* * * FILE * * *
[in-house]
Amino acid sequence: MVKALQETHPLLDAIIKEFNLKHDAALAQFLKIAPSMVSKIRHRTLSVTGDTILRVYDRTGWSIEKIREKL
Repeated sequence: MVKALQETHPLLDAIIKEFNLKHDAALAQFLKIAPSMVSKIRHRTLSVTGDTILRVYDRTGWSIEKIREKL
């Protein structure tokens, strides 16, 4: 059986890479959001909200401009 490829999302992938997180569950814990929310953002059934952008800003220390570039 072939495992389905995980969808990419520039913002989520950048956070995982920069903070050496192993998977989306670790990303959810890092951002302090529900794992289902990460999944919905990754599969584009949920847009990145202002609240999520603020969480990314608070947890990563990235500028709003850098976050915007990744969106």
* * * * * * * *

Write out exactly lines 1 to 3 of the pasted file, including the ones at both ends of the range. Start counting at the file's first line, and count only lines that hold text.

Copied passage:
[in-house]
Amino acid sequence: MVKALQETHPLLDAIIKEFNLKHDAALAQFLKIAPSMVSKIRHRTLSVTGDTILRVYDRTGWSIEKIREKL
Repeated sequence: MVKALQETHPLLDAIIKEFNLKHDAALAQFLKIAPSMVSKIRHRTLSVTGDTILRVYDRTGWSIEKIREKL